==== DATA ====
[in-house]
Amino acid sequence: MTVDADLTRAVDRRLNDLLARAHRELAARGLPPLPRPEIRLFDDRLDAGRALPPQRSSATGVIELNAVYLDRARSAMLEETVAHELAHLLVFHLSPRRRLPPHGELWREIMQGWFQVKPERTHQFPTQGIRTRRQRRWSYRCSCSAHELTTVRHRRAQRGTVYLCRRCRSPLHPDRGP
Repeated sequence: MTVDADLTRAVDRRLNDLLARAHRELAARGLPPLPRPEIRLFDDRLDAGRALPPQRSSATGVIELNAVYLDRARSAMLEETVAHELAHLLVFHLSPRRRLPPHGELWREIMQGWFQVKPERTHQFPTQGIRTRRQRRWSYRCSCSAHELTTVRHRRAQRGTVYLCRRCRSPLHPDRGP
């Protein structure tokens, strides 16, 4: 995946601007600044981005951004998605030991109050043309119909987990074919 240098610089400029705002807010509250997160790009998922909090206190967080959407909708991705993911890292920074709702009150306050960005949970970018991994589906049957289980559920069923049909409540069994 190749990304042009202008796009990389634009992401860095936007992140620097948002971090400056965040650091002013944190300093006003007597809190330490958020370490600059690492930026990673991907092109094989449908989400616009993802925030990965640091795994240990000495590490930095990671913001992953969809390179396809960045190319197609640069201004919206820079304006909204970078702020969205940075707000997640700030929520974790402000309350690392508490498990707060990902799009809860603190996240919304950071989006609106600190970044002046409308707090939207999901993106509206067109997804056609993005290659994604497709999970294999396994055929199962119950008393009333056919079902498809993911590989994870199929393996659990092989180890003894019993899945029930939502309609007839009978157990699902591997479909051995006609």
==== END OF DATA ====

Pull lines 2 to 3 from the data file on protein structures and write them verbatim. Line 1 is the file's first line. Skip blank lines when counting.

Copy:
Amino acid sequence: MTVDADLTRAVDRRLNDLLARAHRELAARGLPPLPRPEIRLFDDRLDAGRALPPQRSSATGVIELNAVYLDRARSAMLEETVAHELAHLLVFHLSPRRRLPPHGELWREIMQGWFQVKPERTHQFPTQGIRTRRQRRWSYRCSCSAHELTTVRHRRAQRGTVYLCRRCRSPLHPDRGP
Repeated sequence: MTVDADLTRAVDRRLNDLLARAHRELAARGLPPLPRPEIRLFDDRLDAGRALPPQRSSATGVIELNAVYLDRARSAMLEETVAHELAHLLVFHLSPRRRLPPHGELWREIMQGWFQVKPERTHQFPTQGIRTRRQRRWSYRCSCSAHELTTVRHRRAQRGTVYLCRRCRSPLHPDRGP